Uncle Science And His Farm

Topic: Counting In Tens And Ones

To reward the kids for their bravery and goodness, Uncle Math decides to take them out on a picnic to a beautiful farm. “It is going to be my first farm visit, and I am very excited. Thank you, Uncle Math”, says Cirho. The kids are looking forward to the visit.  

As they enter, they see a cow, goat, and a lot of carrots and tomatoes. Somewhere far, they also spot Uncle Science working on the farms.

“Hello! Uncle Science”, everybody greets him. Uncle Science is Uncle Math’s friend. Seeing the kids and meeting his friend after a long time, he is elated.

“Want to have some fun? I need to pick vegetables and arrange them in the baskets so that the vegetable sellers can easily sell them. Will you help me, children?” asks Uncle Science. “Definitely!” say the kids in unison.

They quickly pick good carrots, and tomatoes and get them near the storeroom to pack in the baskets. 

 “Let us first pack tomatoes. We need to put 8 tomatoes in each basket“, says Uncle Science. Following his instructions, Cirha counts loudly, “1,2,3,4,5,6,7,8 and my first basket is done!” The kids are enjoying this. Uncle Math is observing them.

 “Good job kids! Now we need to pack 15 carrots in each basket”, says Uncle Science. Kids follow his instructions again. Cirho decides to go first. “1,2,3,4,5,6,7,8,9,10,11…12,13…… 14 and 15. Finally, one carrot basket is ready. Phew! It took quite long isn’t it?” he says.

 “Yes! This is too time taking. Surely, there must be a faster way to pack these. Uncle Math can you help us?” asks Cirha.

“Of course, I will help you. Children, when you were packing 8 tomatoes, the process was easy and quick because 8 is a small number. But, as the numbers increase, this method of counting one item at a time is tedious. Right? To reduce this time, I have a trick”, explains Uncle Math.

Uncle Math makes a group of ten carrots and keeps three carrots beside the group.“How many carrots did I take?” he questions. “13”, replies Triho immediately. “Perfect! How did you count so fast?” he asks.  “Because you grouped 10 carrots and kept 3 carrots separately, I could quickly count them”, explains Triho.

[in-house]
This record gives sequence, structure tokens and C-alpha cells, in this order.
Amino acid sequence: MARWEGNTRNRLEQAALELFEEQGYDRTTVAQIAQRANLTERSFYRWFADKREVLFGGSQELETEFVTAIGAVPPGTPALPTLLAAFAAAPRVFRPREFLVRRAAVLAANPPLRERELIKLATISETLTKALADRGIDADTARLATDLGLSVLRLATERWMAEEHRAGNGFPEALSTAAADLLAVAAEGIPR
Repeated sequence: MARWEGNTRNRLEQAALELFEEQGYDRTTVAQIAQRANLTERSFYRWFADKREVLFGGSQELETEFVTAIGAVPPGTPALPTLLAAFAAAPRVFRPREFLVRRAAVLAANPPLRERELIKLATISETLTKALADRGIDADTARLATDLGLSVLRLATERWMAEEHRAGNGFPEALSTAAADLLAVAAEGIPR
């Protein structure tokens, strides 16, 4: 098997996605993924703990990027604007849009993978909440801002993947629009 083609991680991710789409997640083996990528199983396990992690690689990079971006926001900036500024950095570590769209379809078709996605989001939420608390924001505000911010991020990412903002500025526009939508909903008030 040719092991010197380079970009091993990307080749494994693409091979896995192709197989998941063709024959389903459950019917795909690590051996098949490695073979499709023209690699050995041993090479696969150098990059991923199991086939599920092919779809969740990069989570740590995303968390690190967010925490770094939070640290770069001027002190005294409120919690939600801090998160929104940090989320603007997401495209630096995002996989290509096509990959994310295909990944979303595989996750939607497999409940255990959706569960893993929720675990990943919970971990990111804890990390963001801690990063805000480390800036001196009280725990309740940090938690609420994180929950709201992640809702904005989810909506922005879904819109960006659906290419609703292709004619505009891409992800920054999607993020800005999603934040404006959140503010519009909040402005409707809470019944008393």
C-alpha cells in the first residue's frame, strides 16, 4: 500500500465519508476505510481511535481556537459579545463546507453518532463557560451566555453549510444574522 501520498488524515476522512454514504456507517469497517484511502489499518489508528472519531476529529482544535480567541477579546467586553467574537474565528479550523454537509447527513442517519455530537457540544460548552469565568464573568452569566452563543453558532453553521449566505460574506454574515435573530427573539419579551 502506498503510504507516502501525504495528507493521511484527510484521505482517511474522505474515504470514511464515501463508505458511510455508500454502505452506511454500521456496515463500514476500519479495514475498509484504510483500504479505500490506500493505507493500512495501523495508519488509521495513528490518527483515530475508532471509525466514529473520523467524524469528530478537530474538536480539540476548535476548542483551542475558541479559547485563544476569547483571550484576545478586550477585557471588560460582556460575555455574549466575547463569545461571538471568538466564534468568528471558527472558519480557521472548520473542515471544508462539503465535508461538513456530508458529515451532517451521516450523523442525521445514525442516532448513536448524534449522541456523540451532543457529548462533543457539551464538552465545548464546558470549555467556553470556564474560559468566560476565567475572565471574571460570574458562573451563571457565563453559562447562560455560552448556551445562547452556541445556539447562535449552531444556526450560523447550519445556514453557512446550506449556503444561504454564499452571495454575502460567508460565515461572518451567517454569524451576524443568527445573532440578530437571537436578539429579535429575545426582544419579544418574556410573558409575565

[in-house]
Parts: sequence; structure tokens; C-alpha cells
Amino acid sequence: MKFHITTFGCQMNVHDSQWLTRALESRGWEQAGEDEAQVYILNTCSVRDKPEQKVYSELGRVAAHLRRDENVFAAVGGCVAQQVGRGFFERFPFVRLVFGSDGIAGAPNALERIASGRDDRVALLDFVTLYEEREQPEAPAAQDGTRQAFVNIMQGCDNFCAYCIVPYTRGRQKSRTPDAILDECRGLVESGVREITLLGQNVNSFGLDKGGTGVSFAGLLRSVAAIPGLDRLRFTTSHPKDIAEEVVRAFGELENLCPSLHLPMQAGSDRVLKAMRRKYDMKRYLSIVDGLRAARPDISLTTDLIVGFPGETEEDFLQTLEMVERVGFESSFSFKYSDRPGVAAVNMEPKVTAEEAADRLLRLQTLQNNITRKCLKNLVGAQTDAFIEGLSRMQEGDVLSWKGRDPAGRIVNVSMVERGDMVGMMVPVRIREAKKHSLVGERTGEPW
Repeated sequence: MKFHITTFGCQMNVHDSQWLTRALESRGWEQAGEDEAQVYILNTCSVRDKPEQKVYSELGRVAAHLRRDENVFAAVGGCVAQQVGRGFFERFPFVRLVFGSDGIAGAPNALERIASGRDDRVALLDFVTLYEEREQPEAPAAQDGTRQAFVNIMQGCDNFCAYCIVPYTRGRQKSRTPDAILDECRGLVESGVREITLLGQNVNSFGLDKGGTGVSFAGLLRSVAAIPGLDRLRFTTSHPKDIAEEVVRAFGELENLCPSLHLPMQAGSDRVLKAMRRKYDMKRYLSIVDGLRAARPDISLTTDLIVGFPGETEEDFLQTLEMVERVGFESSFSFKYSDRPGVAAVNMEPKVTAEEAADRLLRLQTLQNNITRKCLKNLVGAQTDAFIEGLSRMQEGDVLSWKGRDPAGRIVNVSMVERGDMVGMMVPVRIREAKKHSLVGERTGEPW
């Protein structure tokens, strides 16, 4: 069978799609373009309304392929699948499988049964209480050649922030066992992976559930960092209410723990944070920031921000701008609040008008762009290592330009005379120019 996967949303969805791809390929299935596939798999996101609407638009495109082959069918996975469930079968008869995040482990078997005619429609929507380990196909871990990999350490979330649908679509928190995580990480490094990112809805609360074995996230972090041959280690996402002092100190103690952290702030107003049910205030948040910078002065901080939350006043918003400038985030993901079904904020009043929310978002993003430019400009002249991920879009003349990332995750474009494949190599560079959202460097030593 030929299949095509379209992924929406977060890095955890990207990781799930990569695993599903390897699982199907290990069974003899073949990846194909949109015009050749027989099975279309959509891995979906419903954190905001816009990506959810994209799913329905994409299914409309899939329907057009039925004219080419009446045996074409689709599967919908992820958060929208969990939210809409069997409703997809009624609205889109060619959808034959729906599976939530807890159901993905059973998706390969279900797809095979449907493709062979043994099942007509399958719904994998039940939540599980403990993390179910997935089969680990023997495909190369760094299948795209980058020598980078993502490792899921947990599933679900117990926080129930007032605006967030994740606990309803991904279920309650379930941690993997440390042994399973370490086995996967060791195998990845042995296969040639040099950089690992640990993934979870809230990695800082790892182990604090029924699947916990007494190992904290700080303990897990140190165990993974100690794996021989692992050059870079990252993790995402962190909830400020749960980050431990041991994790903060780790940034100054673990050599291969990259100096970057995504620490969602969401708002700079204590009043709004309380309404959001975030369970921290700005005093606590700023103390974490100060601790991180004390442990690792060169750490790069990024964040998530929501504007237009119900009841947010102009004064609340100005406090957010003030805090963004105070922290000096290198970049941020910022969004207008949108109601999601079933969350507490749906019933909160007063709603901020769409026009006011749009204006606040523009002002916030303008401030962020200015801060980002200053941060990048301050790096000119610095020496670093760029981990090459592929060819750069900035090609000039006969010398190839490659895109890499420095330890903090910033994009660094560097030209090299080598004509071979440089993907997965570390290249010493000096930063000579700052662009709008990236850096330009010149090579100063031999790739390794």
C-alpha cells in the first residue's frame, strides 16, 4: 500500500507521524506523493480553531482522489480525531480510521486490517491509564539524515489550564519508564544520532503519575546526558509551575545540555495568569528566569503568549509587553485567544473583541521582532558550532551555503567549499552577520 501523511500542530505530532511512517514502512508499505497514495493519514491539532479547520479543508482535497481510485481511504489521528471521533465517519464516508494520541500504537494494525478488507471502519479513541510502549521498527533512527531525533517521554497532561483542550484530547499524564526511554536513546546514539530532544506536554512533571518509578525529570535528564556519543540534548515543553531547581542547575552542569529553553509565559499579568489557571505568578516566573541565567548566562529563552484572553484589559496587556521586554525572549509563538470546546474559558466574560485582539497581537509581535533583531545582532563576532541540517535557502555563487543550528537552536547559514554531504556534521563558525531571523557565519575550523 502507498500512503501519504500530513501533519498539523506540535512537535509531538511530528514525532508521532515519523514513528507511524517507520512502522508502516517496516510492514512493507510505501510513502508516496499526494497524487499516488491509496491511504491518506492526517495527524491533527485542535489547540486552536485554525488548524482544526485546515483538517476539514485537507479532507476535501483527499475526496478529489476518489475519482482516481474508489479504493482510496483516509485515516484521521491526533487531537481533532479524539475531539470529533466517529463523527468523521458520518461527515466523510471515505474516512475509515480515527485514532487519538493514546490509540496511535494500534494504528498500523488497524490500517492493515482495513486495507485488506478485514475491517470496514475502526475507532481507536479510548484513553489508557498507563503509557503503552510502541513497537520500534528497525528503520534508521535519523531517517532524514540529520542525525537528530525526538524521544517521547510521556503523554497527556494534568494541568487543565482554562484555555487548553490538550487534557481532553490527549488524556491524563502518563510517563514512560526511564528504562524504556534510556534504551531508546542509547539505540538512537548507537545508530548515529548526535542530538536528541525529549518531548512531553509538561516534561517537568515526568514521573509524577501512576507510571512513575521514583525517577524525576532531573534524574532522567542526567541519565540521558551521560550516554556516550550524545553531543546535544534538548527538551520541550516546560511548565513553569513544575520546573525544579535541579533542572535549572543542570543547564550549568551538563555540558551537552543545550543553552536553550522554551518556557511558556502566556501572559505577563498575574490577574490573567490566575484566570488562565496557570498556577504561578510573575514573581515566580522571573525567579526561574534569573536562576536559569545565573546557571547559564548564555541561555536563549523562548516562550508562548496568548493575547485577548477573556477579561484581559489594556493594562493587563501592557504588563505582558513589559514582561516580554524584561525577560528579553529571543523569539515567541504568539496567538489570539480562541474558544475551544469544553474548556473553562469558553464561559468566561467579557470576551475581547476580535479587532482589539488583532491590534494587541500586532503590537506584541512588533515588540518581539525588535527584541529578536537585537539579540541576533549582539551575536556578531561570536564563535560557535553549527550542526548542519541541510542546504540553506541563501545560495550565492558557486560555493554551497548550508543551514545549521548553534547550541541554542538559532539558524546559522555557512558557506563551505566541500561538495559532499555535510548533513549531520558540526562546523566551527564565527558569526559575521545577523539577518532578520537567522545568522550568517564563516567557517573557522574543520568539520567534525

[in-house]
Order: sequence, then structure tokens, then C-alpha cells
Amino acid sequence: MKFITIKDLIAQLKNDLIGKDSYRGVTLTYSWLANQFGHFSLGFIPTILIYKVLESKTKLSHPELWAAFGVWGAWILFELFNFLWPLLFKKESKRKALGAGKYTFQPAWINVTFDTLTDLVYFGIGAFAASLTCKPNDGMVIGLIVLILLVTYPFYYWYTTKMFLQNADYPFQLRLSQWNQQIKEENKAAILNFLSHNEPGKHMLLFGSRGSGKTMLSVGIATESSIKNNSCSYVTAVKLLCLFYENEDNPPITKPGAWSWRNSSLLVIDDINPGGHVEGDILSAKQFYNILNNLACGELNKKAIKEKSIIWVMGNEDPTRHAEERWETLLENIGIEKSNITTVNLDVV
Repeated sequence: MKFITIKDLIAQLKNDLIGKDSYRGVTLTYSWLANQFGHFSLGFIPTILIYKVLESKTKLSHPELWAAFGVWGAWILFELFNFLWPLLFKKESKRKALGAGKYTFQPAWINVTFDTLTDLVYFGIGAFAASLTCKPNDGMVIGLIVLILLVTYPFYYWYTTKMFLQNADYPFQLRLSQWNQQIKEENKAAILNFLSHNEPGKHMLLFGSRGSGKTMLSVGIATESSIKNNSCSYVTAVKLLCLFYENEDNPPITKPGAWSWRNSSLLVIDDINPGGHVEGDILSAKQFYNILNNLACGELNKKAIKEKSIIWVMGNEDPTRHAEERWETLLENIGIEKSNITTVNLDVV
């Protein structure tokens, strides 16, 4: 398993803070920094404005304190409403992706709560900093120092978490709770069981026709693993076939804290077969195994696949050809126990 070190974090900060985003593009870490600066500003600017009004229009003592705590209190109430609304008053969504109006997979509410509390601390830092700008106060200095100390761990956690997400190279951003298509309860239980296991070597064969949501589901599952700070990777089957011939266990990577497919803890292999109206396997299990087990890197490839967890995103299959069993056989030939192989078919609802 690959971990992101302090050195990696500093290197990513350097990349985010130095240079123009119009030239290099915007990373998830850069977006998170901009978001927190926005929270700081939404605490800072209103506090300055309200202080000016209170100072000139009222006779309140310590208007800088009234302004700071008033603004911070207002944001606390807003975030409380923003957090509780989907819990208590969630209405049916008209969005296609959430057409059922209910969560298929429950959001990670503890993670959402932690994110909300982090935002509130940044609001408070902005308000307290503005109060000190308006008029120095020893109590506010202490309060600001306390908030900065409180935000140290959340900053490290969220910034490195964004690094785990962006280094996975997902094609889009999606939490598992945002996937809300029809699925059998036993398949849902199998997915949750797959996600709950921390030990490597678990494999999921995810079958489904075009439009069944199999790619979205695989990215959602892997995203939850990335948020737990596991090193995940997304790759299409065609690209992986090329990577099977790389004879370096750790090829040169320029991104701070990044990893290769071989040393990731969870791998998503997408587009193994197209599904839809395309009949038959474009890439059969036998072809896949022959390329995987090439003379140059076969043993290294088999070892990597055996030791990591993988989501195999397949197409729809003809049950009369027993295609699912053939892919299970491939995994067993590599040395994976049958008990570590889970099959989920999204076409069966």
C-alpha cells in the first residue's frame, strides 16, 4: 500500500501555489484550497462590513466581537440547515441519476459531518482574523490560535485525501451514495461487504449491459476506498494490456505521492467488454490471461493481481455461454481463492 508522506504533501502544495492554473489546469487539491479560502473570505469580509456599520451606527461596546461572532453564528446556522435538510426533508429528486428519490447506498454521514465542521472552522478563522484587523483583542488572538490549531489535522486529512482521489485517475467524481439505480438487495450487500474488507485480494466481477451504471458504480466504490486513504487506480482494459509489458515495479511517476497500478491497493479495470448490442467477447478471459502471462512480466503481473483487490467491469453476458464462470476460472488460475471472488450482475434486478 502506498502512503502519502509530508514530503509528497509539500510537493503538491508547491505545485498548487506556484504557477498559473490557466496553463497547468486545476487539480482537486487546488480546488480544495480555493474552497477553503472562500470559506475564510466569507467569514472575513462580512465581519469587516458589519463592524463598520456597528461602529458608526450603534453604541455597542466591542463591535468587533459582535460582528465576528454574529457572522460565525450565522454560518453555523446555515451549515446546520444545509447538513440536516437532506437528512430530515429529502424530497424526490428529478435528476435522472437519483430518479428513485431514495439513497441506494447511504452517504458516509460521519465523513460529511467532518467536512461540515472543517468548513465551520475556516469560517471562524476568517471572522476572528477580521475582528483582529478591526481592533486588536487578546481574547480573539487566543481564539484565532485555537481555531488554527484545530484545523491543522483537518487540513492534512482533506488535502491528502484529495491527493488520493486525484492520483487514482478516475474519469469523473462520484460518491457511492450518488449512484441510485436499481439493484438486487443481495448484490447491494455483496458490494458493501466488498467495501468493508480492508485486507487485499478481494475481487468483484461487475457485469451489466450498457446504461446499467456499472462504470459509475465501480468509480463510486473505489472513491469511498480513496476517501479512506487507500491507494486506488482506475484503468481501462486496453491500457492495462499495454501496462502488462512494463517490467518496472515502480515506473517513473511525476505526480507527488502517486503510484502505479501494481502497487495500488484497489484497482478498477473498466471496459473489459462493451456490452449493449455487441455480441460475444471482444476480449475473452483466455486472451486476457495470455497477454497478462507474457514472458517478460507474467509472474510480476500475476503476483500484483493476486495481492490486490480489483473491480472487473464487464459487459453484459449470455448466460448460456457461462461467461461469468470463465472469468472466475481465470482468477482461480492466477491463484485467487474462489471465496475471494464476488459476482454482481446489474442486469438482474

Seeing Triho being so quick at counting, Uncle Science is impressed. ”Amazing! Triho”, he appreciates him. “This shows that number 13 has 1 group of ten and 3 ones”, explains Uncle Math.

Similarly, if I want 15 carrots, I will make one group of 10 and 5 ones”, says Uncle Math.

Using the tomatoes, Uncle Math and the kids find the group of tens and ones in numbers from 11 – 20.

“Amazing. Finding tens and ones upto number 19 was fun. But what about number 20?” asks Cirho.

“Oh, Cirho! This is so simple! So number 20 has 1 group of tens and 10 of ones. Correct Uncle Math?” says Cirha. “Yes, you are right. But this can be simplified as number 20 has 2 groups of tens and 0 ones as 10 ones together form one group of 10”, explains Uncle Math.

Uncle Science likes the way all the kids have been working. To test them, he asks, “How many groups of tens will number 8 have?” Squarho gets excited and says, “1 group of ten.”  Is he right?

 No, Squarho is incorrect. “The number 8 will not have any groups of tens as it can be made only using eight ones”, answers Cirha. Uncle Science appreciates her and clears the confusion of other kids.

Using tens and ones, they pack the baskets faster now. “Phew! All the baskets are packed now! You saved so much of my time. Thank you, kids”, says Uncle Science.  Everybody is glad they could offer some help. Now it is time to head back home.

“My first farm visit, an adventurous day of counting and packing so many baskets! I thoroughly enjoyed it!” says Cirho. Everybody agrees with him. “Alright! Then let me give you a bigger number to count in tens and ones then”, says Uncle Math to prank Cirho. “No!” he screams. Everybody bursts into laughter.

We Learnt That…

  • To count bigger numbers quickly, we can easily group them into tens and ones.  (For example, 14 is made of one group of tens and four ones.)
  • Sometimes it is important to think differently to find quick solutions.

Let’s Discuss

  • What animals and vegetables were there on the farm?
  • Who was working on the farm?
  • What was the quick method suggested by Uncle Math to count vegetables?
  • When we felt the method was time taking, we questioned Uncle Math and Uncle Science. Is it right to question your teachers/ elders? Does questioning help us? How?